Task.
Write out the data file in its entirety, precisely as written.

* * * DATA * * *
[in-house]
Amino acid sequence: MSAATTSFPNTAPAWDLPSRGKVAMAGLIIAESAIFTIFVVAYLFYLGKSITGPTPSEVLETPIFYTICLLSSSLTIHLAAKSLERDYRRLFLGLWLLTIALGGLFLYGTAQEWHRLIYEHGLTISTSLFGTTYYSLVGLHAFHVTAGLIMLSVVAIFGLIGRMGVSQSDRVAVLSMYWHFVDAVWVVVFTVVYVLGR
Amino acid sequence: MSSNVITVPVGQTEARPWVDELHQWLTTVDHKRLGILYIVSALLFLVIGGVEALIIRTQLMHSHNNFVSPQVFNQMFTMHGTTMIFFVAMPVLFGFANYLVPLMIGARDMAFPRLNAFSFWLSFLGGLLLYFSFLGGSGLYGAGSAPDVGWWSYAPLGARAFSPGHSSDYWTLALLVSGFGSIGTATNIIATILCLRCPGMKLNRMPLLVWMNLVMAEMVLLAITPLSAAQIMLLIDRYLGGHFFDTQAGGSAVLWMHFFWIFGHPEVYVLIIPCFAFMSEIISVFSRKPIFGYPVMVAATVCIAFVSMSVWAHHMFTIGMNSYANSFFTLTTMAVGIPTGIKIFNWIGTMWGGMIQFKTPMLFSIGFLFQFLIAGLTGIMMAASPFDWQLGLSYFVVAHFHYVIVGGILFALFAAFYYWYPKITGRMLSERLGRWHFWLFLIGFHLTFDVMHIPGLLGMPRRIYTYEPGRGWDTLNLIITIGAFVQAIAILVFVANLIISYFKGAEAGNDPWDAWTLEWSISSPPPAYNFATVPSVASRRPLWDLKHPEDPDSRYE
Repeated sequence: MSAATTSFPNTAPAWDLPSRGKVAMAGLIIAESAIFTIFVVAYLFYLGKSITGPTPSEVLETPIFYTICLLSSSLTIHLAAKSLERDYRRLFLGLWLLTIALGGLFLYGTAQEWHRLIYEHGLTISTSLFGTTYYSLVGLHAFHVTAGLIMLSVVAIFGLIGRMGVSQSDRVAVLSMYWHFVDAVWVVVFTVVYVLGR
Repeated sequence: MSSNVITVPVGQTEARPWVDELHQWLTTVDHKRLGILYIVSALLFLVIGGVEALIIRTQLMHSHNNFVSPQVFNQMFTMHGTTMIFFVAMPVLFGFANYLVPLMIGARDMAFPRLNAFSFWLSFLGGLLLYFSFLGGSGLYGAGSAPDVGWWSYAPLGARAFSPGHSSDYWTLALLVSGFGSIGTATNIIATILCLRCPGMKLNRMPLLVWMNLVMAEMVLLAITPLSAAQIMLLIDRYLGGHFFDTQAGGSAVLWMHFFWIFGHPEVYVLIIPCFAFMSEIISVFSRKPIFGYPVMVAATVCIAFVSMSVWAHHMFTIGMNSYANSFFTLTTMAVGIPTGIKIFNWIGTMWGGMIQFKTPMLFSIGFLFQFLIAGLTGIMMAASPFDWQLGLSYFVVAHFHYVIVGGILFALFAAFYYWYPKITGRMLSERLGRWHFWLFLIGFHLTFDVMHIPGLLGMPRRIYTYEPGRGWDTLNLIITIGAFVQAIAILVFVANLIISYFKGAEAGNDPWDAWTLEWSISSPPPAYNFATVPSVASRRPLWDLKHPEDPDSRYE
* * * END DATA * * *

[in-house]
Amino acid sequence: MSAATTSFPNTAPAWDLPSRGKVAMAGLIIAESAIFTIFVVAYLFYLGKSITGPTPSEVLETPIFYTICLLSSSLTIHLAAKSLERDYRRLFLGLWLLTIALGGLFLYGTAQEWHRLIYEHGLTISTSLFGTTYYSLVGLHAFHVTAGLIMLSVVAIFGLIGRMGVSQSDRVAVLSMYWHFVDAVWVVVFTVVYVLGR
Amino acid sequence: MSSNVITVPVGQTEARPWVDELHQWLTTVDHKRLGILYIVSALLFLVIGGVEALIIRTQLMHSHNNFVSPQVFNQMFTMHGTTMIFFVAMPVLFGFANYLVPLMIGARDMAFPRLNAFSFWLSFLGGLLLYFSFLGGSGLYGAGSAPDVGWWSYAPLGARAFSPGHSSDYWTLALLVSGFGSIGTATNIIATILCLRCPGMKLNRMPLLVWMNLVMAEMVLLAITPLSAAQIMLLIDRYLGGHFFDTQAGGSAVLWMHFFWIFGHPEVYVLIIPCFAFMSEIISVFSRKPIFGYPVMVAATVCIAFVSMSVWAHHMFTIGMNSYANSFFTLTTMAVGIPTGIKIFNWIGTMWGGMIQFKTPMLFSIGFLFQFLIAGLTGIMMAASPFDWQLGLSYFVVAHFHYVIVGGILFALFAAFYYWYPKITGRMLSERLGRWHFWLFLIGFHLTFDVMHIPGLLGMPRRIYTYEPGRGWDTLNLIITIGAFVQAIAILVFVANLIISYFKGAEAGNDPWDAWTLEWSISSPPPAYNFATVPSVASRRPLWDLKHPEDPDSRYE
Repeated sequence: MSAATTSFPNTAPAWDLPSRGKVAMAGLIIAESAIFTIFVVAYLFYLGKSITGPTPSEVLETPIFYTICLLSSSLTIHLAAKSLERDYRRLFLGLWLLTIALGGLFLYGTAQEWHRLIYEHGLTISTSLFGTTYYSLVGLHAFHVTAGLIMLSVVAIFGLIGRMGVSQSDRVAVLSMYWHFVDAVWVVVFTVVYVLGR
Repeated sequence: MSSNVITVPVGQTEARPWVDELHQWLTTVDHKRLGILYIVSALLFLVIGGVEALIIRTQLMHSHNNFVSPQVFNQMFTMHGTTMIFFVAMPVLFGFANYLVPLMIGARDMAFPRLNAFSFWLSFLGGLLLYFSFLGGSGLYGAGSAPDVGWWSYAPLGARAFSPGHSSDYWTLALLVSGFGSIGTATNIIATILCLRCPGMKLNRMPLLVWMNLVMAEMVLLAITPLSAAQIMLLIDRYLGGHFFDTQAGGSAVLWMHFFWIFGHPEVYVLIIPCFAFMSEIISVFSRKPIFGYPVMVAATVCIAFVSMSVWAHHMFTIGMNSYANSFFTLTTMAVGIPTGIKIFNWIGTMWGGMIQFKTPMLFSIGFLFQFLIAGLTGIMMAASPFDWQLGLSYFVVAHFHYVIVGGILFALFAAFYYWYPKITGRMLSERLGRWHFWLFLIGFHLTFDVMHIPGLLGMPRRIYTYEPGRGWDTLNLIITIGAFVQAIAILVFVANLIISYFKGAEAGNDPWDAWTLEWSISSPPPAYNFATVPSVASRRPLWDLKHPEDPDSRYE